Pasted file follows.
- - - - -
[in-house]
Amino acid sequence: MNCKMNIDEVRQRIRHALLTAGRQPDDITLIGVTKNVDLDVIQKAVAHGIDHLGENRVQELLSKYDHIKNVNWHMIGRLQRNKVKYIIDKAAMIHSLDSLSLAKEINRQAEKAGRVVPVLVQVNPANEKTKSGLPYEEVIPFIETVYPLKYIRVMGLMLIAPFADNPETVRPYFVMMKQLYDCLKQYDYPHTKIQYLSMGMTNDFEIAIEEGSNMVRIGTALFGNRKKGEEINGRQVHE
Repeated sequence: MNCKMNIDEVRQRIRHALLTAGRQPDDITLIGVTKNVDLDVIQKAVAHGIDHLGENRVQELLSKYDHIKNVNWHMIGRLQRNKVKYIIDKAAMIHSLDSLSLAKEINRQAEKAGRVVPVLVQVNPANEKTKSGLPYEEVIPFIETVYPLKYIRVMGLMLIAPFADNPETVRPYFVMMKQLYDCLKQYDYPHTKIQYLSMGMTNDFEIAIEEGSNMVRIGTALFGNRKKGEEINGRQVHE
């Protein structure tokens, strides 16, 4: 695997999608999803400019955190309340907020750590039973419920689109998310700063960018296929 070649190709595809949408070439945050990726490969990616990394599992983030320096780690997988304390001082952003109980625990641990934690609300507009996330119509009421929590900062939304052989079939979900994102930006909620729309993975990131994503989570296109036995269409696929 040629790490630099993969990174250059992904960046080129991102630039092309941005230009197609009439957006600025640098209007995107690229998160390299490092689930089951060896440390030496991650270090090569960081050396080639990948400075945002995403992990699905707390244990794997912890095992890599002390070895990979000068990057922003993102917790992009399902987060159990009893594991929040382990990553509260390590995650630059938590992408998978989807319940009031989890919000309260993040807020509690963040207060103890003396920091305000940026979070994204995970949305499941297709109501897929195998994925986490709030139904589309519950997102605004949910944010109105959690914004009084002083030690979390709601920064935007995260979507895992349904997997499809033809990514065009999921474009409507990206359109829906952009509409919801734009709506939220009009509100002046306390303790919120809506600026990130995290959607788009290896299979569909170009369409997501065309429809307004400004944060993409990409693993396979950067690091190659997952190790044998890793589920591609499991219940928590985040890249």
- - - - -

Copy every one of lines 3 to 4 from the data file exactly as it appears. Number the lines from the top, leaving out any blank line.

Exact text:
Repeated sequence: MNCKMNIDEVRQRIRHALLTAGRQPDDITLIGVTKNVDLDVIQKAVAHGIDHLGENRVQELLSKYDHIKNVNWHMIGRLQRNKVKYIIDKAAMIHSLDSLSLAKEINRQAEKAGRVVPVLVQVNPANEKTKSGLPYEEVIPFIETVYPLKYIRVMGLMLIAPFADNPETVRPYFVMMKQLYDCLKQYDYPHTKIQYLSMGMTNDFEIAIEEGSNMVRIGTALFGNRKKGEEINGRQVHE
């Protein structure tokens, strides 16, 4: 695997999608999803400019955190309340907020750590039973419920689109998310700063960018296929 070649190709595809949408070439945050990726490969990616990394599992983030320096780690997988304390001082952003109980625990641990934690609300507009996330119509009421929590900062939304052989079939979900994102930006909620729309993975990131994503989570296109036995269409696929 040629790490630099993969990174250059992904960046080129991102630039092309941005230009197609009439957006600025640098209007995107690229998160390299490092689930089951060896440390030496991650270090090569960081050396080639990948400075945002995403992990699905707390244990794997912890095992890599002390070895990979000068990057922003993102917790992009399902987060159990009893594991929040382990990553509260390590995650630059938590992408998978989807319940009031989890919000309260993040807020509690963040207060103890003396920091305000940026979070994204995970949305499941297709109501897929195998994925986490709030139904589309519950997102605004949910944010109105959690914004009084002083030690979390709601920064935007995260979507895992349904997997499809033809990514065009999921474009409507990206359109829906952009509409919801734009709506939220009009509100002046306390303790919120809506600026990130995290959607788009290896299979569909170009369409997501065309429809307004400004944060993409990409693993396979950067690091190659997952190790044998890793589920591609499991219940928590985040890249």